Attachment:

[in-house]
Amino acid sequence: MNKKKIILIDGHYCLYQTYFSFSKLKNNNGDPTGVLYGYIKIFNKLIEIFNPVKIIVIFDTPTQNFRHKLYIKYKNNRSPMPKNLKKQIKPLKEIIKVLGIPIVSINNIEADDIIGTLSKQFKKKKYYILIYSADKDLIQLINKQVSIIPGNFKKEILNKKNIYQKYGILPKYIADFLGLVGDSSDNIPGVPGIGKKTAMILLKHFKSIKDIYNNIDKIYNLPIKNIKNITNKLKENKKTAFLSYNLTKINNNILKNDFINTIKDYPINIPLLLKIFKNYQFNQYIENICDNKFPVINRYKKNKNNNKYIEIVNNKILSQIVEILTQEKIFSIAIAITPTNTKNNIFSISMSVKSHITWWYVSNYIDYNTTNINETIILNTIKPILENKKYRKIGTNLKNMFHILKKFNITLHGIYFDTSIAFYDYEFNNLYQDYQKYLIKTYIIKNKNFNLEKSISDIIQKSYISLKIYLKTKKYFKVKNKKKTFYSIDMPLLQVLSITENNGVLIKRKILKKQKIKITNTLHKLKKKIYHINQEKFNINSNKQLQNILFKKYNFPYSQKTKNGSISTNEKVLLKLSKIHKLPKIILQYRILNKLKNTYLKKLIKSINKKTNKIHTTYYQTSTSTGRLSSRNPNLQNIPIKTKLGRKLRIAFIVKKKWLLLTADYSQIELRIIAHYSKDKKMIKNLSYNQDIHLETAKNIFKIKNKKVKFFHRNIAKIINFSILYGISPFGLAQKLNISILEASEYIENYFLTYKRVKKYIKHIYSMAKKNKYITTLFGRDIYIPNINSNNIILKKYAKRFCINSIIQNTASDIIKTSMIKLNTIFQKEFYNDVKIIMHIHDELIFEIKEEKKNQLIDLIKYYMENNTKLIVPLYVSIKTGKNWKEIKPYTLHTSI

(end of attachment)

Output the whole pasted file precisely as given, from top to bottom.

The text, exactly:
[in-house]
Amino acid sequence: MNKKKIILIDGHYCLYQTYFSFSKLKNNNGDPTGVLYGYIKIFNKLIEIFNPVKIIVIFDTPTQNFRHKLYIKYKNNRSPMPKNLKKQIKPLKEIIKVLGIPIVSINNIEADDIIGTLSKQFKKKKYYILIYSADKDLIQLINKQVSIIPGNFKKEILNKKNIYQKYGILPKYIADFLGLVGDSSDNIPGVPGIGKKTAMILLKHFKSIKDIYNNIDKIYNLPIKNIKNITNKLKENKKTAFLSYNLTKINNNILKNDFINTIKDYPINIPLLLKIFKNYQFNQYIENICDNKFPVINRYKKNKNNNKYIEIVNNKILSQIVEILTQEKIFSIAIAITPTNTKNNIFSISMSVKSHITWWYVSNYIDYNTTNINETIILNTIKPILENKKYRKIGTNLKNMFHILKKFNITLHGIYFDTSIAFYDYEFNNLYQDYQKYLIKTYIIKNKNFNLEKSISDIIQKSYISLKIYLKTKKYFKVKNKKKTFYSIDMPLLQVLSITENNGVLIKRKILKKQKIKITNTLHKLKKKIYHINQEKFNINSNKQLQNILFKKYNFPYSQKTKNGSISTNEKVLLKLSKIHKLPKIILQYRILNKLKNTYLKKLIKSINKKTNKIHTTYYQTSTSTGRLSSRNPNLQNIPIKTKLGRKLRIAFIVKKKWLLLTADYSQIELRIIAHYSKDKKMIKNLSYNQDIHLETAKNIFKIKNKKVKFFHRNIAKIINFSILYGISPFGLAQKLNISILEASEYIENYFLTYKRVKKYIKHIYSMAKKNKYITTLFGRDIYIPNINSNNIILKKYAKRFCINSIIQNTASDIIKTSMIKLNTIFQKEFYNDVKIIMHIHDELIFEIKEEKKNQLIDLIKYYMENNTKLIVPLYVSIKTGKNWKEIKPYTLHTSI